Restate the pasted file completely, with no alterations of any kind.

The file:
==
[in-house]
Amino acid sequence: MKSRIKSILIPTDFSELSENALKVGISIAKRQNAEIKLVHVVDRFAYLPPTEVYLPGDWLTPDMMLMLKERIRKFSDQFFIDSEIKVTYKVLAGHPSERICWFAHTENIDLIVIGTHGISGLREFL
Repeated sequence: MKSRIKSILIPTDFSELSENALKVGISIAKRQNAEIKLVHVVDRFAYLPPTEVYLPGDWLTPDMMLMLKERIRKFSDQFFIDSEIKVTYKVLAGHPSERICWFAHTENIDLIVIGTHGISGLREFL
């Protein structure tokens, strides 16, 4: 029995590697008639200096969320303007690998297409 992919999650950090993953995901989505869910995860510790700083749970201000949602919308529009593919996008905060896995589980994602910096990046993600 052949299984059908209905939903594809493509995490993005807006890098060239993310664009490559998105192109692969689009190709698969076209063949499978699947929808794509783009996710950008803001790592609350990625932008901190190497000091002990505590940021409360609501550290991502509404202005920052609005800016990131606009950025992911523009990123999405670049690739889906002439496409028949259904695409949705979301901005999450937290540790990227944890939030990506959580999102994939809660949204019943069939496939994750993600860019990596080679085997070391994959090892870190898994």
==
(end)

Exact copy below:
[in-house]
Amino acid sequence: MKSRIKSILIPTDFSELSENALKVGISIAKRQNAEIKLVHVVDRFAYLPPTEVYLPGDWLTPDMMLMLKERIRKFSDQFFIDSEIKVTYKVLAGHPSERICWFAHTENIDLIVIGTHGISGLREFL
Repeated sequence: MKSRIKSILIPTDFSELSENALKVGISIAKRQNAEIKLVHVVDRFAYLPPTEVYLPGDWLTPDMMLMLKERIRKFSDQFFIDSEIKVTYKVLAGHPSERICWFAHTENIDLIVIGTHGISGLREFL
């Protein structure tokens, strides 16, 4: 029995590697008639200096969320303007690998297409 992919999650950090993953995901989505869910995860510790700083749970201000949602919308529009593919996008905060896995589980994602910096990046993600 052949299984059908209905939903594809493509995490993005807006890098060239993310664009490559998105192109692969689009190709698969076209063949499978699947929808794509783009996710950008803001790592609350990625932008901190190497000091002990505590940021409360609501550290991502509404202005920052609005800016990131606009950025992911523009990123999405670049690739889906002439496409028949259904695409949705979301901005999450937290540790990227944890939030990506959580999102994939809660949204019943069939496939994750993600860019990596080679085997070391994959090892870190898994």